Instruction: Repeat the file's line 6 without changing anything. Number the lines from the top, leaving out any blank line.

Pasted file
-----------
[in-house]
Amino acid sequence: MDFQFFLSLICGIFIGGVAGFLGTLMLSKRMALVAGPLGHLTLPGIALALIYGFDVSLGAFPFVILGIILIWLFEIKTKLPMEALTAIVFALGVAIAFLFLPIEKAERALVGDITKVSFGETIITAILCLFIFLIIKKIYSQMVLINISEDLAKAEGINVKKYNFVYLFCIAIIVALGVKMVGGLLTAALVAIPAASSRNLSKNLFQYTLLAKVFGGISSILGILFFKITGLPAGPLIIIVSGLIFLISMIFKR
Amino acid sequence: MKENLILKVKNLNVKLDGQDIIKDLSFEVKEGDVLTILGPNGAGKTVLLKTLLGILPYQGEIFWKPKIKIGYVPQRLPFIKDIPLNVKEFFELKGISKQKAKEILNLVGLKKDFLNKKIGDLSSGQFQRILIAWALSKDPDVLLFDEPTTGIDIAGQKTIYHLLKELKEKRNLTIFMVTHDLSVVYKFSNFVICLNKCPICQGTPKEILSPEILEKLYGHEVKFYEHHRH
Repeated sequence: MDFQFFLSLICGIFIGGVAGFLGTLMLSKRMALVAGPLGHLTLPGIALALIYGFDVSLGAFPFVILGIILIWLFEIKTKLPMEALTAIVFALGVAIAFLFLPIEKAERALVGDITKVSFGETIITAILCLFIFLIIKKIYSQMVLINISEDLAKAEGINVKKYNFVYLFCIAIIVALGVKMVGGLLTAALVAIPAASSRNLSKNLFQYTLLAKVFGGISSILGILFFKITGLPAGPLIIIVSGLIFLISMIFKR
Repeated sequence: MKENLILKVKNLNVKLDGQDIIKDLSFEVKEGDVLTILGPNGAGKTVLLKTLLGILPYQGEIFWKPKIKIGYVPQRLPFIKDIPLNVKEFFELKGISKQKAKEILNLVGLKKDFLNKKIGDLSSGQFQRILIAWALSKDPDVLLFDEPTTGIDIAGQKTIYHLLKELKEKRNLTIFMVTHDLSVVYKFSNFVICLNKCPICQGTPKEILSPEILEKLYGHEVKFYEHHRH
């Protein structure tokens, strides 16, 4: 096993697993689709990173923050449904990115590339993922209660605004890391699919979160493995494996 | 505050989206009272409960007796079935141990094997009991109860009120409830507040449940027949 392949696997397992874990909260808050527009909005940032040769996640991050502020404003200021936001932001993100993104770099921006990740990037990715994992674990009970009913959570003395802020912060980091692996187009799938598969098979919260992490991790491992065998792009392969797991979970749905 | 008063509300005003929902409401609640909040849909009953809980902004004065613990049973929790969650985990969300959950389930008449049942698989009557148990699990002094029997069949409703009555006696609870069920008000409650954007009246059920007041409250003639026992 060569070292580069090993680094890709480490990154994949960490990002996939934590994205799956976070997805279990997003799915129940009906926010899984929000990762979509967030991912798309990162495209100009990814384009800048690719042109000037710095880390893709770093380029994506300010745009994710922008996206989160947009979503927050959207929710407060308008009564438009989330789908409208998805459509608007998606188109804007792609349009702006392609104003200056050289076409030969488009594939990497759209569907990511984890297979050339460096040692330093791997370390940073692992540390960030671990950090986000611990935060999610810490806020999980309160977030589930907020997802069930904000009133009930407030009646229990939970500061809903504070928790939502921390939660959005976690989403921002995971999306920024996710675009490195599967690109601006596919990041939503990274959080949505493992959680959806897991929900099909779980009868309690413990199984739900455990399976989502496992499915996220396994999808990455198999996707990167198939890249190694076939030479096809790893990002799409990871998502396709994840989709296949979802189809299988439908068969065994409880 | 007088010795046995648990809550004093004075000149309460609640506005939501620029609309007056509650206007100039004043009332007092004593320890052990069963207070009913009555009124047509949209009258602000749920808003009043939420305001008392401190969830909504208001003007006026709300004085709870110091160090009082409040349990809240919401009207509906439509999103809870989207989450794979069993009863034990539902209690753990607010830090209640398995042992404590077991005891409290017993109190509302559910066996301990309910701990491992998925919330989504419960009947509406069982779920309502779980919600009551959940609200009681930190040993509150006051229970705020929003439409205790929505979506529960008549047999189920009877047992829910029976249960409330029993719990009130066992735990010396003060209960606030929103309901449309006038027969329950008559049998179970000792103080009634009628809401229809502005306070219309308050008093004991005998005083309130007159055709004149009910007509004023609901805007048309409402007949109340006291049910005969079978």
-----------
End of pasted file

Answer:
């Protein structure tokens, strides 16, 4: 096993697993689709990173923050449904990115590339993922209660605004890391699919979160493995494996 | 505050989206009272409960007796079935141990094997009991109860009120409830507040449940027949 392949696997397992874990909260808050527009909005940032040769996640991050502020404003200021936001932001993100993104770099921006990740990037990715994992674990009970009913959570003395802020912060980091692996187009799938598969098979919260992490991790491992065998792009392969797991979970749905 | 008063509300005003929902409401609640909040849909009953809980902004004065613990049973929790969650985990969300959950389930008449049942698989009557148990699990002094029997069949409703009555006696609870069920008000409650954007009246059920007041409250003639026992 060569070292580069090993680094890709480490990154994949960490990002996939934590994205799956976070997805279990997003799915129940009906926010899984929000990762979509967030991912798309990162495209100009990814384009800048690719042109000037710095880390893709770093380029994506300010745009994710922008996206989160947009979503927050959207929710407060308008009564438009989330789908409208998805459509608007998606188109804007792609349009702006392609104003200056050289076409030969488009594939990497759209569907990511984890297979050339460096040692330093791997370390940073692992540390960030671990950090986000611990935060999610810490806020999980309160977030589930907020997802069930904000009133009930407030009646229990939970500061809903504070928790939502921390939660959005976690989403921002995971999306920024996710675009490195599967690109601006596919990041939503990274959080949505493992959680959806897991929900099909779980009868309690413990199984739900455990399976989502496992499915996220396994999808990455198999996707990167198939890249190694076939030479096809790893990002799409990871998502396709994840989709296949979802189809299988439908068969065994409880 | 007088010795046995648990809550004093004075000149309460609640506005939501620029609309007056509650206007100039004043009332007092004593320890052990069963207070009913009555009124047509949209009258602000749920808003009043939420305001008392401190969830909504208001003007006026709300004085709870110091160090009082409040349990809240919401009207509906439509999103809870989207989450794979069993009863034990539902209690753990607010830090209640398995042992404590077991005891409290017993109190509302559910066996301990309910701990491992998925919330989504419960009947509406069982779920309502779980919600009551959940609200009681930190040993509150006051229970705020929003439409205790929505979506529960008549047999189920009877047992829910029976249960409330029993719990009130066992735990010396003060209960606030929103309901449309006038027969329950008559049998179970000792103080009634009628809401229809502005306070219309308050008093004991005998005083309130007159055709004149009910007509004023609901805007048309409402007949109340006291049910005969079978």